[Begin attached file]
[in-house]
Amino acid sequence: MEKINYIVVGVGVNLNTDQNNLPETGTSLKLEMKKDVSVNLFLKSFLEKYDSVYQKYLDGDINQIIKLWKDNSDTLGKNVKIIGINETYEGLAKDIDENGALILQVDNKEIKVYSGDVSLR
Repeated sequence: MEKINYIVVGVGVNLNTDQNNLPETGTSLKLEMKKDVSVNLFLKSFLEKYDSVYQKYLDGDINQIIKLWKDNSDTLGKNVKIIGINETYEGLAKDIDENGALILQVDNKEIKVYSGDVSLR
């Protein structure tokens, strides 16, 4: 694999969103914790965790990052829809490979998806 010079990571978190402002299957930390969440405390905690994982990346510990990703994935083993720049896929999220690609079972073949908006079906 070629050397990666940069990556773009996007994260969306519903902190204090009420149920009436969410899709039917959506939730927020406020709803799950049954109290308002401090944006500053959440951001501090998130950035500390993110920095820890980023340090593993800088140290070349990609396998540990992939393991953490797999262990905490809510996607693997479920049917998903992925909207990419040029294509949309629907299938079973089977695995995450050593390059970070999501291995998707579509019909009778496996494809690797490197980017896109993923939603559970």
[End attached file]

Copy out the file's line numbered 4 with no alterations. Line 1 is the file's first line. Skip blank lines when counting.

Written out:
């Protein structure tokens, strides 16, 4: 694999969103914790965790990052829809490979998806 010079990571978190402002299957930390969440405390905690994982990346510990990703994935083993720049896929999220690609079972073949908006079906 070629050397990666940069990556773009996007994260969306519903902190204090009420149920009436969410899709039917959506939730927020406020709803799950049954109290308002401090944006500053959440951001501090998130950035500390993110920095820890980023340090593993800088140290070349990609396998540990992939393991953490797999262990905490809510996607693997479920049917998903992925909207990419040029294509949309629907299938079973089977695995995450050593390059970070999501291995998707579509019909009778496996494809690797490197980017896109993923939603559970």